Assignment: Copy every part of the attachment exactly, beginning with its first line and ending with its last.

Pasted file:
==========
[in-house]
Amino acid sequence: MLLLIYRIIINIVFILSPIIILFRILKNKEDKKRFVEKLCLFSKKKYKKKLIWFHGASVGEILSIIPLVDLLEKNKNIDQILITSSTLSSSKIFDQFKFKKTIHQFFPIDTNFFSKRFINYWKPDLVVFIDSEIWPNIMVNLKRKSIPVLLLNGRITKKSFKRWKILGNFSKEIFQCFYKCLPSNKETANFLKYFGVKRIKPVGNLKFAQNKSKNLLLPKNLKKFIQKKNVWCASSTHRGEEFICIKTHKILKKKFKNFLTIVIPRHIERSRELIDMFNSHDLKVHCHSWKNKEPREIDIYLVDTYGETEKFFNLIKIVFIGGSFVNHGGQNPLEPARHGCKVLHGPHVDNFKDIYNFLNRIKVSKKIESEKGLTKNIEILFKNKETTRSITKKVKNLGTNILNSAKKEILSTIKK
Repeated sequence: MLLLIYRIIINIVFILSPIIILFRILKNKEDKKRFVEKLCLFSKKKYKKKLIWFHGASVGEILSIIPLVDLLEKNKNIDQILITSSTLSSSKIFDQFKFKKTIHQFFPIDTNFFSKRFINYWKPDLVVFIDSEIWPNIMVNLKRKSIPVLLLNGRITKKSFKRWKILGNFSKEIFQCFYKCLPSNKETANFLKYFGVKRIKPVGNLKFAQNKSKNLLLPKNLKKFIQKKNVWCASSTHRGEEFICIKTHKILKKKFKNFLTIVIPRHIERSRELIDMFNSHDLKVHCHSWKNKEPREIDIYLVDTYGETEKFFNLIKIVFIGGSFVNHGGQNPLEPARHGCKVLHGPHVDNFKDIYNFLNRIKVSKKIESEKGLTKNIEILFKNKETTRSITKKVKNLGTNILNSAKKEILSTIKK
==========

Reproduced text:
[in-house]
Amino acid sequence: MLLLIYRIIINIVFILSPIIILFRILKNKEDKKRFVEKLCLFSKKKYKKKLIWFHGASVGEILSIIPLVDLLEKNKNIDQILITSSTLSSSKIFDQFKFKKTIHQFFPIDTNFFSKRFINYWKPDLVVFIDSEIWPNIMVNLKRKSIPVLLLNGRITKKSFKRWKILGNFSKEIFQCFYKCLPSNKETANFLKYFGVKRIKPVGNLKFAQNKSKNLLLPKNLKKFIQKKNVWCASSTHRGEEFICIKTHKILKKKFKNFLTIVIPRHIERSRELIDMFNSHDLKVHCHSWKNKEPREIDIYLVDTYGETEKFFNLIKIVFIGGSFVNHGGQNPLEPARHGCKVLHGPHVDNFKDIYNFLNRIKVSKKIESEKGLTKNIEILFKNKETTRSITKKVKNLGTNILNSAKKEILSTIKK
Repeated sequence: MLLLIYRIIINIVFILSPIIILFRILKNKEDKKRFVEKLCLFSKKKYKKKLIWFHGASVGEILSIIPLVDLLEKNKNIDQILITSSTLSSSKIFDQFKFKKTIHQFFPIDTNFFSKRFINYWKPDLVVFIDSEIWPNIMVNLKRKSIPVLLLNGRITKKSFKRWKILGNFSKEIFQCFYKCLPSNKETANFLKYFGVKRIKPVGNLKFAQNKSKNLLLPKNLKKFIQKKNVWCASSTHRGEEFICIKTHKILKKKFKNFLTIVIPRHIERSRELIDMFNSHDLKVHCHSWKNKEPREIDIYLVDTYGETEKFFNLIKIVFIGGSFVNHGGQNPLEPARHGCKVLHGPHVDNFKDIYNFLNRIKVSKKIESEKGLTKNIEILFKNKETTRSITKKVKNLGTNILNSAKKEILSTIKK